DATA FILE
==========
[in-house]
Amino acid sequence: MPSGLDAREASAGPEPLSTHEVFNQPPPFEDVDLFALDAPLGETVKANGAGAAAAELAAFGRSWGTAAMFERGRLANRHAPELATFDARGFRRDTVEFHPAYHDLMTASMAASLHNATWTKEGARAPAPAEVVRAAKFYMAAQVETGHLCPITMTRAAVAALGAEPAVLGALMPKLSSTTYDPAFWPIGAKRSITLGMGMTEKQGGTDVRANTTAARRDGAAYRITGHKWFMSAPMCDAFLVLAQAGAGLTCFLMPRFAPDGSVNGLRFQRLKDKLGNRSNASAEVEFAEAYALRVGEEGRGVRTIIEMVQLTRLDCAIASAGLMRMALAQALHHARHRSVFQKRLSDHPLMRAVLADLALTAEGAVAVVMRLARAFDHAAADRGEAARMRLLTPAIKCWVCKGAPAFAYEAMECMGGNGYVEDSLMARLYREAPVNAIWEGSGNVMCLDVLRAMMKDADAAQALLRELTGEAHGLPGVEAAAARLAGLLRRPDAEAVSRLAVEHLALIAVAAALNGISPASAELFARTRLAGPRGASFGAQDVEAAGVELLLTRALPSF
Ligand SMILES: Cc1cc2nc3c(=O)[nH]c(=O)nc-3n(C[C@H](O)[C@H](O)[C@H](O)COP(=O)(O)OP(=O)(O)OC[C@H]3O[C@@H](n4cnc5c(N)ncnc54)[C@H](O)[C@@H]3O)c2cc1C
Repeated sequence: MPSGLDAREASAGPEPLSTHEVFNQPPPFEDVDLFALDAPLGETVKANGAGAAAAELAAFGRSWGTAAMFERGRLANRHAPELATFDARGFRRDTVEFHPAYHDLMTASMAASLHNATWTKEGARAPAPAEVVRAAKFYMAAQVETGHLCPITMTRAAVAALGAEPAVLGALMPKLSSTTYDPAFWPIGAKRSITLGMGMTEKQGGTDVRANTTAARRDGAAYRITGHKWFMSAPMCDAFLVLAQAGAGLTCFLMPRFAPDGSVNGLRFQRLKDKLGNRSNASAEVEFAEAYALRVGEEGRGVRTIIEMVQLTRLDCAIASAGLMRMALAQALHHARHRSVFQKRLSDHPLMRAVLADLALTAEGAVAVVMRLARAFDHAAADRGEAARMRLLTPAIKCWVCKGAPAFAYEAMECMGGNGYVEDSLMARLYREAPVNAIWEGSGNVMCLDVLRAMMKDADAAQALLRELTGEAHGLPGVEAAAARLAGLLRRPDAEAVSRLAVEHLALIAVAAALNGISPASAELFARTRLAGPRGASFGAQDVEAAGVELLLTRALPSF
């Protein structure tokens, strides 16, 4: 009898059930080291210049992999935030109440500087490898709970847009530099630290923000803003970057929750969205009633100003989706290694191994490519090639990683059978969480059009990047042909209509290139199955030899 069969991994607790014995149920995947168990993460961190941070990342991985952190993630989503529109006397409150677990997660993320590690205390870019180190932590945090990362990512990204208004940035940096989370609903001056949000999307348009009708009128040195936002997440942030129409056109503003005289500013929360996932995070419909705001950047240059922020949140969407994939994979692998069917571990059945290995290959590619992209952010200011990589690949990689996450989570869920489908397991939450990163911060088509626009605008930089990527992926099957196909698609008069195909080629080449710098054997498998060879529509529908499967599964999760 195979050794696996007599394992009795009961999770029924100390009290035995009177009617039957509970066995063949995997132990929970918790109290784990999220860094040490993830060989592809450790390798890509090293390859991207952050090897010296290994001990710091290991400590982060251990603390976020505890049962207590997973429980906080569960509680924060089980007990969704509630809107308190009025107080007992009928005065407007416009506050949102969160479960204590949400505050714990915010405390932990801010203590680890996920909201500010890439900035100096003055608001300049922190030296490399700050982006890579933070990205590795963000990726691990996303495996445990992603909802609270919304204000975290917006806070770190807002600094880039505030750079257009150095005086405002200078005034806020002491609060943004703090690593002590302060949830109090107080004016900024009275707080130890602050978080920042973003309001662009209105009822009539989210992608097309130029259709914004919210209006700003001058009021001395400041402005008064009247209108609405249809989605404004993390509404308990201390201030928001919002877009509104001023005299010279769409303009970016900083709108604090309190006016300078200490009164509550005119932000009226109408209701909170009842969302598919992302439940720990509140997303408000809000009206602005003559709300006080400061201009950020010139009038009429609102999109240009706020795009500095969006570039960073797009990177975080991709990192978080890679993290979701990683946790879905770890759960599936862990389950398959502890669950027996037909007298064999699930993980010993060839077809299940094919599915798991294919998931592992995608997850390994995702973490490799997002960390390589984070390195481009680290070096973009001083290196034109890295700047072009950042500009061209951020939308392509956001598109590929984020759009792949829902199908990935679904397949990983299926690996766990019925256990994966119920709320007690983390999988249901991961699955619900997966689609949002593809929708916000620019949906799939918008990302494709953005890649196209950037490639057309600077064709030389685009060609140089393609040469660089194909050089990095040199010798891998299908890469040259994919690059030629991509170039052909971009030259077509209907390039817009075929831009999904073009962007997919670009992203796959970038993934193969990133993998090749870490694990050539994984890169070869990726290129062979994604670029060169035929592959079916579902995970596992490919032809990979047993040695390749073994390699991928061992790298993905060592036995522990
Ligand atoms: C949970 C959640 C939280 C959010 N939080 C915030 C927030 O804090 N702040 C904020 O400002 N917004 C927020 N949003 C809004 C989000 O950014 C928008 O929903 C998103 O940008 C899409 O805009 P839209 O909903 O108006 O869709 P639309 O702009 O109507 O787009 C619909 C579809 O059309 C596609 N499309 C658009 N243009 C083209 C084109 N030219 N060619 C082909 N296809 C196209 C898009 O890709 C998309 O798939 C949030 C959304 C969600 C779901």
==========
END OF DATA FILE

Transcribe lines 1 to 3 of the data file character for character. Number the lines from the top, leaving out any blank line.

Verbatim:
[in-house]
Amino acid sequence: MPSGLDAREASAGPEPLSTHEVFNQPPPFEDVDLFALDAPLGETVKANGAGAAAAELAAFGRSWGTAAMFERGRLANRHAPELATFDARGFRRDTVEFHPAYHDLMTASMAASLHNATWTKEGARAPAPAEVVRAAKFYMAAQVETGHLCPITMTRAAVAALGAEPAVLGALMPKLSSTTYDPAFWPIGAKRSITLGMGMTEKQGGTDVRANTTAARRDGAAYRITGHKWFMSAPMCDAFLVLAQAGAGLTCFLMPRFAPDGSVNGLRFQRLKDKLGNRSNASAEVEFAEAYALRVGEEGRGVRTIIEMVQLTRLDCAIASAGLMRMALAQALHHARHRSVFQKRLSDHPLMRAVLADLALTAEGAVAVVMRLARAFDHAAADRGEAARMRLLTPAIKCWVCKGAPAFAYEAMECMGGNGYVEDSLMARLYREAPVNAIWEGSGNVMCLDVLRAMMKDADAAQALLRELTGEAHGLPGVEAAAARLAGLLRRPDAEAVSRLAVEHLALIAVAAALNGISPASAELFARTRLAGPRGASFGAQDVEAAGVELLLTRALPSF
Ligand SMILES: Cc1cc2nc3c(=O)[nH]c(=O)nc-3n(C[C@H](O)[C@H](O)[C@H](O)COP(=O)(O)OP(=O)(O)OC[C@H]3O[C@@H](n4cnc5c(N)ncnc54)[C@H](O)[C@@H]3O)c2cc1C